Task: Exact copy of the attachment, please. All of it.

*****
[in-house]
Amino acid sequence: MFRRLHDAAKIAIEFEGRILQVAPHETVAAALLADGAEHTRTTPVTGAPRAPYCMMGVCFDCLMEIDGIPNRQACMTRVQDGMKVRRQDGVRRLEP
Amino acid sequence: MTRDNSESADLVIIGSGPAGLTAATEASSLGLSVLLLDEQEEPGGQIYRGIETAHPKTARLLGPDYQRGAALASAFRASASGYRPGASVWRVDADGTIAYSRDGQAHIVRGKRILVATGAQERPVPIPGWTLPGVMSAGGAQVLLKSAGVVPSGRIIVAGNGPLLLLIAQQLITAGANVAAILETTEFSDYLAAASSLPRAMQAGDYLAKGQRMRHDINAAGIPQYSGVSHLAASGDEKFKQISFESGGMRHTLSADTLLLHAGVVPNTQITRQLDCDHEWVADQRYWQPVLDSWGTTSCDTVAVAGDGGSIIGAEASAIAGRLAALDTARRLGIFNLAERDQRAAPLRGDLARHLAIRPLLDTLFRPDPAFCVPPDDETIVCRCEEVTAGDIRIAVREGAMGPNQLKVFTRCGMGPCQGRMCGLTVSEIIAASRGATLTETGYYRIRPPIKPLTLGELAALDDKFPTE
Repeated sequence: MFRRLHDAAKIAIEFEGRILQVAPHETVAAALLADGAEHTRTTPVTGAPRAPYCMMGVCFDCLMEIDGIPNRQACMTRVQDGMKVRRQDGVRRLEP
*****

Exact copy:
[in-house]
Amino acid sequence: MFRRLHDAAKIAIEFEGRILQVAPHETVAAALLADGAEHTRTTPVTGAPRAPYCMMGVCFDCLMEIDGIPNRQACMTRVQDGMKVRRQDGVRRLEP
Amino acid sequence: MTRDNSESADLVIIGSGPAGLTAATEASSLGLSVLLLDEQEEPGGQIYRGIETAHPKTARLLGPDYQRGAALASAFRASASGYRPGASVWRVDADGTIAYSRDGQAHIVRGKRILVATGAQERPVPIPGWTLPGVMSAGGAQVLLKSAGVVPSGRIIVAGNGPLLLLIAQQLITAGANVAAILETTEFSDYLAAASSLPRAMQAGDYLAKGQRMRHDINAAGIPQYSGVSHLAASGDEKFKQISFESGGMRHTLSADTLLLHAGVVPNTQITRQLDCDHEWVADQRYWQPVLDSWGTTSCDTVAVAGDGGSIIGAEASAIAGRLAALDTARRLGIFNLAERDQRAAPLRGDLARHLAIRPLLDTLFRPDPAFCVPPDDETIVCRCEEVTAGDIRIAVREGAMGPNQLKVFTRCGMGPCQGRMCGLTVSEIIAASRGATLTETGYYRIRPPIKPLTLGELAALDDKFPTE
Repeated sequence: MFRRLHDAAKIAIEFEGRILQVAPHETVAAALLADGAEHTRTTPVTGAPRAPYCMMGVCFDCLMEIDGIPNRQACMTRVQDGMKVRRQDGVRRLEP